Stop watching the news
Author: Leigh van den Berg
Have we managed to flatten the curve? Which new rules have been implemented? Have any of them been relaxed? In a world caught in the grip of a pandemic, our eyes are glued to the news. While that makes sense, many of us could now say that catching up with the latest headlines only serve to leave us feeling worse. A survey by the American Psychological Association revealed more than half of those interviewed said news consumption made them feel stressed out. Despite this, one in ten adults admitted to dipping into the headlines as much as every hour they’re awake. So are we masochists? According to neuroscientist Tali Shalot, we’re merely human.
The three motives
Being unable to tear yourself away from the news, regardless of what effect it might have on our mental health is perfectly predictable says Shalot in an article for Psychology Today. After all, it rewards the three motives that drive us to seek information, the first being “instrumental utility” – wanting to find something useful. “With the pandemic, you might be thinking, ‘If I get more information, I can plan better or protect myself better’,” she says.
The second motive is “cognitive utility” – using what we find to better understand what’s going on. “In our current circumstances, there is a lot of uncertainty, and we are trying to reduce it by seeking more information. Although, I think that the information we are getting currently might lead us to experience even more confusion and uncertainty,” she says.
The third motive? This is “hedonic utility” – searching for information that could make you feel a certain way. “For example, you might keep watching the news with hopes of hearing something good, like a new vaccine or progress with our fight with the virus,” says Shalot. This motive isn’t always positive, however. If you have a negative opinion, you might search the internet until you find news that aligns with it. A recent global study published in the Proceedings of the National Academy of Sciences found that, on average, people pay more attention to negative news. The researchers suggest our bias towards negative news drives the media’s coverage of it, creating a vicious cycle of gloom we seemingly can’t get enough of.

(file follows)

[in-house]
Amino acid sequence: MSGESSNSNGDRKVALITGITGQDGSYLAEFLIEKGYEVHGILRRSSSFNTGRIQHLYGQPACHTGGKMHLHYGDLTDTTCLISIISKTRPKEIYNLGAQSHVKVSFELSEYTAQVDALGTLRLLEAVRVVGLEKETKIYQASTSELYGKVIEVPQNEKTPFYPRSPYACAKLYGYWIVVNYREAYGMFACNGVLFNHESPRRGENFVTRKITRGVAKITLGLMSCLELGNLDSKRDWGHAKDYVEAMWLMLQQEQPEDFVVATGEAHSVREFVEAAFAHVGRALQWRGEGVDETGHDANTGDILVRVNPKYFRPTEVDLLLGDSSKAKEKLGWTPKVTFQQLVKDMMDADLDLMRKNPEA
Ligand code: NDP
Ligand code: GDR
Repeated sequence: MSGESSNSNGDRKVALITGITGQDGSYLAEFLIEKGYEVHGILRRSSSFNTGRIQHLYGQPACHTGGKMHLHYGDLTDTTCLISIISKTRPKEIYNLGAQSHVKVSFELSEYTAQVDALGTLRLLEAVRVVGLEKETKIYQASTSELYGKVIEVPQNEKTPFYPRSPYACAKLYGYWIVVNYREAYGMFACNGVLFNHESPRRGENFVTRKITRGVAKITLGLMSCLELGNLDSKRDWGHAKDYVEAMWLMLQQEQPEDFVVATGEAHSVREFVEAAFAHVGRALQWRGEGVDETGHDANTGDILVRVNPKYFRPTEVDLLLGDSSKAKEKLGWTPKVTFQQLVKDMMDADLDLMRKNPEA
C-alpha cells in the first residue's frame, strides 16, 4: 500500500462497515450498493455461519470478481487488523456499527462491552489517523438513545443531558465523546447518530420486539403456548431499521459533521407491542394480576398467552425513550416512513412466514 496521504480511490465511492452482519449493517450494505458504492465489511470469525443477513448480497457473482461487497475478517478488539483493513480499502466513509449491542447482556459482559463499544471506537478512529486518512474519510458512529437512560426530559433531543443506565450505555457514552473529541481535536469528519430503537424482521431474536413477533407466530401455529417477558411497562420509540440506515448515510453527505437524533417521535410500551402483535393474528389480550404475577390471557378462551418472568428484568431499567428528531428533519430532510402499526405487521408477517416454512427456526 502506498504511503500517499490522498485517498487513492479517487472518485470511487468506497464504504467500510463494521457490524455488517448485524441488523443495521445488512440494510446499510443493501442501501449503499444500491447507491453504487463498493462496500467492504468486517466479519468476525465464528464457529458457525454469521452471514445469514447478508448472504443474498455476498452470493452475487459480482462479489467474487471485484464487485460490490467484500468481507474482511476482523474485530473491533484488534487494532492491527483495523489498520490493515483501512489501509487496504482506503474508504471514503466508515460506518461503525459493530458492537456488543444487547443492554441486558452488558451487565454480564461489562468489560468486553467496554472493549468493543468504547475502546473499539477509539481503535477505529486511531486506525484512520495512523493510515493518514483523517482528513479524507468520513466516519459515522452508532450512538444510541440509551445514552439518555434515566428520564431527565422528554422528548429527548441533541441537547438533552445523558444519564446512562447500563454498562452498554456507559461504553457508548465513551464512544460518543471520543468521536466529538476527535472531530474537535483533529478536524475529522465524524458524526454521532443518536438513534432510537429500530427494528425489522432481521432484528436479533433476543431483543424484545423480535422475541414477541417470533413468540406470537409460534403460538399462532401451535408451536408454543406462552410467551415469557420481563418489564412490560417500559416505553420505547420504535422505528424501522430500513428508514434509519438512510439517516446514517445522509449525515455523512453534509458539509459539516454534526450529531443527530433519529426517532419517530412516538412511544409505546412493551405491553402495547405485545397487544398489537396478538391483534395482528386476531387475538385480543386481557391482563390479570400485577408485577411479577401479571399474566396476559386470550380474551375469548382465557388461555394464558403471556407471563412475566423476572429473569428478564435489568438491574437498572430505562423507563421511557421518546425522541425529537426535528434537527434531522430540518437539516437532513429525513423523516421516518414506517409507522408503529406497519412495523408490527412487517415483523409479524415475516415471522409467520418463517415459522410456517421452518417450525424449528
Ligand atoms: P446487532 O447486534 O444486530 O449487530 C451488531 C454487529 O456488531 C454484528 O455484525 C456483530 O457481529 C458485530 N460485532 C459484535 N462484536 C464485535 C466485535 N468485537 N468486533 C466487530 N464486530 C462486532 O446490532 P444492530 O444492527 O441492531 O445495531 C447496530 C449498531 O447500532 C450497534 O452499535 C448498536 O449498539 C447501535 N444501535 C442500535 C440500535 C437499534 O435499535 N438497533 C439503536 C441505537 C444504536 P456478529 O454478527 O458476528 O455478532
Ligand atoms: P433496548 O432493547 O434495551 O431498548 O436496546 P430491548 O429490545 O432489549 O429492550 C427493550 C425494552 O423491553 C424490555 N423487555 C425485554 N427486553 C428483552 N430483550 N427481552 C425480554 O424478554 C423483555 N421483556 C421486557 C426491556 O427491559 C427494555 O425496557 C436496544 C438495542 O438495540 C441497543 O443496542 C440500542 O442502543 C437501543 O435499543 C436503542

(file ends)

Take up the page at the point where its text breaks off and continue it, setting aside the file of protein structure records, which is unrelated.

Time to take a break
Clearly, less news means less stress so should we ignore it altogether? Psychologist Arash Emamzadeh says going “no news” isn’t necessary, but we’ll feel better if we make a point of consuming it more mindfully. “For instance, take a moment to consider whether you really need to know the graphic details of how a serial killer killed a dozen people, or need to be informed daily of how many new cases of the coronavirus are suspected in some country you do not plan to visit,” he says. If the answer is nope, change the channel or don’t click that link.
Secondly, Emamzadeh believes you should balance the bad news with lots of good. “If you look hard enough, you will find plenty of positive news,” he says. This could be inspirational stories of those surviving and thriving or medical breakthroughs or anything that doesn’t make you worse for knowing about it. “Many of these positive news stories are not reported by major news media because good news does not sell as well as bad news. Fear sells very well. So you need to purposefully search for good news and consume positive news regularly.”
Ultimately, it’s not a case of no news is good news – just that a focus on more good news might be best for your mental health.